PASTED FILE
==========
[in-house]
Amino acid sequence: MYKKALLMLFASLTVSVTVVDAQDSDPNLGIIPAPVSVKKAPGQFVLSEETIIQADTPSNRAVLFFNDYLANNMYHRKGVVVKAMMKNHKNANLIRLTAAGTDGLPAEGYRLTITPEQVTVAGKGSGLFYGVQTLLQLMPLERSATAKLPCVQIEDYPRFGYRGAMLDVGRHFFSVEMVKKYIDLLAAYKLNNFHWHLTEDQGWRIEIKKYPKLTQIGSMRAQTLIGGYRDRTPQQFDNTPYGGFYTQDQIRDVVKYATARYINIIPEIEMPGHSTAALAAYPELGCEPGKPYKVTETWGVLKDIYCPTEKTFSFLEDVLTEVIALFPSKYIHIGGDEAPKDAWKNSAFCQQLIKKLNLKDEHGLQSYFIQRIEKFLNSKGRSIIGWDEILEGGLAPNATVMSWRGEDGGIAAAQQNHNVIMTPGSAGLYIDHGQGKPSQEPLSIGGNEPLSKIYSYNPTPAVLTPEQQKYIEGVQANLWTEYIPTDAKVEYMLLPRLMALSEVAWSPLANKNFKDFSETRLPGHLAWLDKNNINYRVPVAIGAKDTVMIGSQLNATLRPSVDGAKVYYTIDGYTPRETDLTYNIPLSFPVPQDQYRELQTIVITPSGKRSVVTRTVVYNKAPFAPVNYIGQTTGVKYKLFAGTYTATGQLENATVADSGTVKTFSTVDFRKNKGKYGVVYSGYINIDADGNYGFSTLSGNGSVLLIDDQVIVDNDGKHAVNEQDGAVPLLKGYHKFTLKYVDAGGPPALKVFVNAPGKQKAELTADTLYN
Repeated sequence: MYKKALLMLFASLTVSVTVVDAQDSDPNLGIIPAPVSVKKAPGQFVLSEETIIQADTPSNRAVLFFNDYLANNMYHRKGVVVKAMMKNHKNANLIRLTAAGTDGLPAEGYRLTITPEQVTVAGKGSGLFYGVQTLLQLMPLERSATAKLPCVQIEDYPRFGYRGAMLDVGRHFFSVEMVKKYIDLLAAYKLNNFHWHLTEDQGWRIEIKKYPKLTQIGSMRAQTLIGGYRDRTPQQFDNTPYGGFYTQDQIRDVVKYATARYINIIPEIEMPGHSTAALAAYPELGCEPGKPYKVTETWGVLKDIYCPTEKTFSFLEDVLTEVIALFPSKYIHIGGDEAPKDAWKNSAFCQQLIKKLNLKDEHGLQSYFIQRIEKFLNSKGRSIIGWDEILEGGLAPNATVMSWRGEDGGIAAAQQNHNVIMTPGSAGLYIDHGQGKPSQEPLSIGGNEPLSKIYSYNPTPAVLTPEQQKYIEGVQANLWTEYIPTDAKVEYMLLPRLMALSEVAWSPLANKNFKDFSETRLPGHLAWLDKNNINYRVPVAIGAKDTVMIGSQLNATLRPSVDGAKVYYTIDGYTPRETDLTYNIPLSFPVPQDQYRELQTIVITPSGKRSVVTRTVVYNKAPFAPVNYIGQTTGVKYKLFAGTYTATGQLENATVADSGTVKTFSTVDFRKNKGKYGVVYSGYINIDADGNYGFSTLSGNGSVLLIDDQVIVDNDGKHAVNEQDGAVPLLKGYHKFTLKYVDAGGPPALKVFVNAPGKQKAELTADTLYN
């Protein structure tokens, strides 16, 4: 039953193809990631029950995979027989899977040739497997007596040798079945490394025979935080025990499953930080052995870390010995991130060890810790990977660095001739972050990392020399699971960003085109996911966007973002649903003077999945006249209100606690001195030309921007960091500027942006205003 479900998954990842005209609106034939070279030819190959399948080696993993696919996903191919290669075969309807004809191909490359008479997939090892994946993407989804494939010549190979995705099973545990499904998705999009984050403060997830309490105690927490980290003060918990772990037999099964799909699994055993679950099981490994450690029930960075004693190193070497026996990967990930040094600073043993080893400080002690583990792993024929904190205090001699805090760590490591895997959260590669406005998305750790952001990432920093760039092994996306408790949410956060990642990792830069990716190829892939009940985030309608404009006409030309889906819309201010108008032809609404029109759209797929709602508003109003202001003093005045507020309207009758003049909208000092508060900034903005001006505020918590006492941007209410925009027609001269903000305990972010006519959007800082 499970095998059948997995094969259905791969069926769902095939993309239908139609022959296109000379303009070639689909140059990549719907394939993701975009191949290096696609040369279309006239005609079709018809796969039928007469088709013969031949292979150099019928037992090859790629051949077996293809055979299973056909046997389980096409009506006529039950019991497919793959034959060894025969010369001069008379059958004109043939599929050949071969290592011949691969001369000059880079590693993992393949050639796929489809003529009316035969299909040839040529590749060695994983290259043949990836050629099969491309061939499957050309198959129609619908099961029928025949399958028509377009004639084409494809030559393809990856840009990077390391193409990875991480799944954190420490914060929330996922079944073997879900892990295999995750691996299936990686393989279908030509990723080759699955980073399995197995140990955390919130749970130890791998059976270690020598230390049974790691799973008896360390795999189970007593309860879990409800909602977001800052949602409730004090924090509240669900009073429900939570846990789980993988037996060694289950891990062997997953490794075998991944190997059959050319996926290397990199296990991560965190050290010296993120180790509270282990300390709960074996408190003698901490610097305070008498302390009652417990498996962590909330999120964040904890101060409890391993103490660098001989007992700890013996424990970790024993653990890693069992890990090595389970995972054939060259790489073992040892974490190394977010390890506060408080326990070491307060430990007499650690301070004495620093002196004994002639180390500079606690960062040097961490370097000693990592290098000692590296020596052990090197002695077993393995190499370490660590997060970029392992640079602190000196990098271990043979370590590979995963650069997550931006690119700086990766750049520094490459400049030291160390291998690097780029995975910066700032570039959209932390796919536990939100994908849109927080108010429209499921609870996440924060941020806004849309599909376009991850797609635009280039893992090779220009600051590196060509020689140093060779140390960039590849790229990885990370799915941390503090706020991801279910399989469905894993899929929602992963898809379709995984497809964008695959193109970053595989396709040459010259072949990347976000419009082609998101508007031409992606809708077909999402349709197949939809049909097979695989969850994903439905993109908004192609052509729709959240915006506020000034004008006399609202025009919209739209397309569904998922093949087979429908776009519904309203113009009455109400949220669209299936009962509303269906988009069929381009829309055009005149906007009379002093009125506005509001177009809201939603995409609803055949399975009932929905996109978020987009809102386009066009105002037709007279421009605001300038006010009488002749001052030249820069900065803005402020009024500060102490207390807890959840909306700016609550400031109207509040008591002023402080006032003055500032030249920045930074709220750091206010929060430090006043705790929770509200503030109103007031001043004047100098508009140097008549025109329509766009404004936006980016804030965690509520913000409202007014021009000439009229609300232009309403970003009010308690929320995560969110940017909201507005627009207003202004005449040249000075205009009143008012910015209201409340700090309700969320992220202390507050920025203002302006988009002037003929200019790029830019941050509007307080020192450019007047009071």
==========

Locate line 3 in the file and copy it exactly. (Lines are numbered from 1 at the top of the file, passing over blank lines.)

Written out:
Repeated sequence: MYKKALLMLFASLTVSVTVVDAQDSDPNLGIIPAPVSVKKAPGQFVLSEETIIQADTPSNRAVLFFNDYLANNMYHRKGVVVKAMMKNHKNANLIRLTAAGTDGLPAEGYRLTITPEQVTVAGKGSGLFYGVQTLLQLMPLERSATAKLPCVQIEDYPRFGYRGAMLDVGRHFFSVEMVKKYIDLLAAYKLNNFHWHLTEDQGWRIEIKKYPKLTQIGSMRAQTLIGGYRDRTPQQFDNTPYGGFYTQDQIRDVVKYATARYINIIPEIEMPGHSTAALAAYPELGCEPGKPYKVTETWGVLKDIYCPTEKTFSFLEDVLTEVIALFPSKYIHIGGDEAPKDAWKNSAFCQQLIKKLNLKDEHGLQSYFIQRIEKFLNSKGRSIIGWDEILEGGLAPNATVMSWRGEDGGIAAAQQNHNVIMTPGSAGLYIDHGQGKPSQEPLSIGGNEPLSKIYSYNPTPAVLTPEQQKYIEGVQANLWTEYIPTDAKVEYMLLPRLMALSEVAWSPLANKNFKDFSETRLPGHLAWLDKNNINYRVPVAIGAKDTVMIGSQLNATLRPSVDGAKVYYTIDGYTPRETDLTYNIPLSFPVPQDQYRELQTIVITPSGKRSVVTRTVVYNKAPFAPVNYIGQTTGVKYKLFAGTYTATGQLENATVADSGTVKTFSTVDFRKNKGKYGVVYSGYINIDADGNYGFSTLSGNGSVLLIDDQVIVDNDGKHAVNEQDGAVPLLKGYHKFTLKYVDAGGPPALKVFVNAPGKQKAELTADTLYN